A Look Back at the Soviet Army

10.14.10 | 2 min read | Text by Steven Aftergood

“The Soviet Army is the best prepared force in the world to conduct both offensive and defensive NBC [nuclear, biological and chemical] operations,” according to a 1984 U.S. Army manual (large pdf) that is newly available online.

The three-part manual, based on Soviet military literature and other open sources, provides a dauntingly detailed account of almost every aspect of Soviet military structure and operations.

So, for example: “The Soviets recognize three basic types of smoke screens: blinding, camouflaging, and decoy. Each type is classified as being frontal, oblique, or flank in nature, depending on the placement of the screen.”

Perhaps of equal or greater importance, the manual implicitly documents the U.S. Army’s perception of the Soviet military late in the Cold War.

“In the Soviet view, the correlation of forces has been shifting in favor of the socialist camp since the Soviet defeat of Nazi Germany in World War II. Soviet Marxist-Leninist ideology requires the correlation to shift continuously in favor of socialism. The correlation of forces may be advanced by both violent and nonviolent means. When it is advanced by violent means, the military component of the correlation is the dominant factor.”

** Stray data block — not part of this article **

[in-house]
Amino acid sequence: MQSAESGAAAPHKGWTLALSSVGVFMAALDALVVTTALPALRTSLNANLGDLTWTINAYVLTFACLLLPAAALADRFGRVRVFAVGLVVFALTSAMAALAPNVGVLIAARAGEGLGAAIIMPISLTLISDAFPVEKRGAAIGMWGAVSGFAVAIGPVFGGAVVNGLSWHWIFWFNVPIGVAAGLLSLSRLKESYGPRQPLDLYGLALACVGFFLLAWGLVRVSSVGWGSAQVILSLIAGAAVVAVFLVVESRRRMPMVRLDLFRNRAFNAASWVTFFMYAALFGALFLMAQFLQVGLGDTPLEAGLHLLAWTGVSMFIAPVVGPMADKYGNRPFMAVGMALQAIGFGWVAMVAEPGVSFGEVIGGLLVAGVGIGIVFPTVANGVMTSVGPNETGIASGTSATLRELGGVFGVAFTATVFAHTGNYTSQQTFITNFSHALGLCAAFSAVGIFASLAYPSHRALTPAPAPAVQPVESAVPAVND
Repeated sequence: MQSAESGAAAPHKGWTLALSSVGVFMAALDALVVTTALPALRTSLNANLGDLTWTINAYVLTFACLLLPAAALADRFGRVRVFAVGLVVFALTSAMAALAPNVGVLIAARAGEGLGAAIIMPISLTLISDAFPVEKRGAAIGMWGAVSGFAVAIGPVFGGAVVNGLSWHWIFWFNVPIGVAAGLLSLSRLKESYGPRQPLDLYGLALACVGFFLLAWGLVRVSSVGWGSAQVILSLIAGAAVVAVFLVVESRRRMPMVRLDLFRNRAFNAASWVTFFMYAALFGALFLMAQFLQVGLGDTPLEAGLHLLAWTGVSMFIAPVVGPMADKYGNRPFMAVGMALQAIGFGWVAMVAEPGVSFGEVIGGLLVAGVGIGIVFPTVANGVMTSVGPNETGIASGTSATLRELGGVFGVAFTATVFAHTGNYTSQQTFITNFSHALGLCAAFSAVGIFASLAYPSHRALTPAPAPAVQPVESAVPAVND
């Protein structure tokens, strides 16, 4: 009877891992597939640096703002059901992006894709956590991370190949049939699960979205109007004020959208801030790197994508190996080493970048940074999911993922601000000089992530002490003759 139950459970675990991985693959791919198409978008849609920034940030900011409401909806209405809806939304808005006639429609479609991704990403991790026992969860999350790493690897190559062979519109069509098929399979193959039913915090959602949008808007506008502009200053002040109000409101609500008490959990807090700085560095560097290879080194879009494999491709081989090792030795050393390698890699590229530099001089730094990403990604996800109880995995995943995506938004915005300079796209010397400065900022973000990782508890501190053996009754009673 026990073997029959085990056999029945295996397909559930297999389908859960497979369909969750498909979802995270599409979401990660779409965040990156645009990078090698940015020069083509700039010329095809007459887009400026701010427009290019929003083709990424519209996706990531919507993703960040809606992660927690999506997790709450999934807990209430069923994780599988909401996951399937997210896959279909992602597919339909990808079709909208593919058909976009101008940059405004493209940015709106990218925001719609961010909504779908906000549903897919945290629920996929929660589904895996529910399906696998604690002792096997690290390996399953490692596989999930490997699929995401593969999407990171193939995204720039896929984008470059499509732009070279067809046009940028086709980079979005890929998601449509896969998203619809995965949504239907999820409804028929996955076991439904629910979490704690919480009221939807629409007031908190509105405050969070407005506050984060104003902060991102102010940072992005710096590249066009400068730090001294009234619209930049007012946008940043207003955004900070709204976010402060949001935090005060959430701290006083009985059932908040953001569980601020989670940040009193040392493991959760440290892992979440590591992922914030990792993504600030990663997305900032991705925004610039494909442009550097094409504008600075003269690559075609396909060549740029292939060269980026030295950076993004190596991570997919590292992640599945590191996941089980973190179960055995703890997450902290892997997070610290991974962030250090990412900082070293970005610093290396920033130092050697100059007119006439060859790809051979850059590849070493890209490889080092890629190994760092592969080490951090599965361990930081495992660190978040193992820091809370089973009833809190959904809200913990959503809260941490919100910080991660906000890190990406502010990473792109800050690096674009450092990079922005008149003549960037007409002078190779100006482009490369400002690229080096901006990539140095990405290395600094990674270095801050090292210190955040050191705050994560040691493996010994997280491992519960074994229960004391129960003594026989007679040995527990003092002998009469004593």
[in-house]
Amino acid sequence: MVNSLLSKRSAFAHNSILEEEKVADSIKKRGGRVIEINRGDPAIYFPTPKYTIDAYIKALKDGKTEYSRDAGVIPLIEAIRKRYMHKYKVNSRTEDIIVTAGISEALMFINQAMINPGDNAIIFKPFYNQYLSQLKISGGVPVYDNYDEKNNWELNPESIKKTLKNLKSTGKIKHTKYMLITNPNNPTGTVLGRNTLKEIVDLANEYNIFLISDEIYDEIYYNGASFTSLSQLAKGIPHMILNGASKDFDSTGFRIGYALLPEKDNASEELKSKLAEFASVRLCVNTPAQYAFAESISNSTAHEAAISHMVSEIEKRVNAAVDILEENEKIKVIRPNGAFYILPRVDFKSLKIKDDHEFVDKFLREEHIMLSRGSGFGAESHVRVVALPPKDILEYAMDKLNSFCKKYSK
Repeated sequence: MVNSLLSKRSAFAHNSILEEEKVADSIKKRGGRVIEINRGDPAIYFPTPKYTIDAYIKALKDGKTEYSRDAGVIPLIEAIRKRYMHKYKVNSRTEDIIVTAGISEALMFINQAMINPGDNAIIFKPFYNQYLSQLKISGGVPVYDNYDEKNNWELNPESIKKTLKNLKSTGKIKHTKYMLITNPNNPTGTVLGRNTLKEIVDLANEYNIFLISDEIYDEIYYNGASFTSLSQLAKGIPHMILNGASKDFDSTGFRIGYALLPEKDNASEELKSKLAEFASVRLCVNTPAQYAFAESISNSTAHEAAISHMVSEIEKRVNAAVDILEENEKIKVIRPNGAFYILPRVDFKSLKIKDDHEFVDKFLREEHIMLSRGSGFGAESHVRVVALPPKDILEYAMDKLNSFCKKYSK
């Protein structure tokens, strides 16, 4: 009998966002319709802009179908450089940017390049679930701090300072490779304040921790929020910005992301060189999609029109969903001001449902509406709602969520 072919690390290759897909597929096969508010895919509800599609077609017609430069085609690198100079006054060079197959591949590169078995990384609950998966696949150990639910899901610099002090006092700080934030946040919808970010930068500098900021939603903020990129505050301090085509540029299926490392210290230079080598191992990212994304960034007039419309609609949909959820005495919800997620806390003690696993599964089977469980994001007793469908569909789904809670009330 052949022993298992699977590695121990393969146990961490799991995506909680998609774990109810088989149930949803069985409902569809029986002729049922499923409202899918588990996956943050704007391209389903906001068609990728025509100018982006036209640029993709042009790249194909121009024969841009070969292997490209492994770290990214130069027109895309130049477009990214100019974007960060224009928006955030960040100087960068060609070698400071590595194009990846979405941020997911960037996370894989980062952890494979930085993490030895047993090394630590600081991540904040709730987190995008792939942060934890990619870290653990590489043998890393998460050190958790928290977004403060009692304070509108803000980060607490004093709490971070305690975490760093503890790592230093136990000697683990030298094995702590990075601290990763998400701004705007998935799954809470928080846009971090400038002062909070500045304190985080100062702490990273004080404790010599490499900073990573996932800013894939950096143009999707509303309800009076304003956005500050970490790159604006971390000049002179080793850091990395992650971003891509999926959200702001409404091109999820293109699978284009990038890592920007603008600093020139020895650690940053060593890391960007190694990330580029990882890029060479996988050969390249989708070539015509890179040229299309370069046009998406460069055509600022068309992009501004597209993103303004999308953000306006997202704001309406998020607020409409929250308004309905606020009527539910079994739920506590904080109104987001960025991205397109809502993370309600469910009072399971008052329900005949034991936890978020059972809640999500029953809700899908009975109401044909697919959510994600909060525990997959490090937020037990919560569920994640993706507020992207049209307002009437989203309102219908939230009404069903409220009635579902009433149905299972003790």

The first volume of the manual, originally “for official Government use only,” has not previously been published online.  See “The Soviet Army: Operations and Tactics,” Field Manual 100-2-1, July 16, 1984 (203 pages, large pdf).

The second volume is “The Soviet Army: Specialized Warfare and Rear Area Support,” FM 100-2-2, July 16, 1984 (100 pages, pdf).

The third volume is “The Soviet Army: Troops, Organization, and Equipment,” FM 100-2-3, June 1991 (456 pages, large pdf).

In February 1957, the Army produced an extremely detailed “Glossary of Soviet Military and Related Abbreviations” (pdf), Army Technical Manual TM 30-546.

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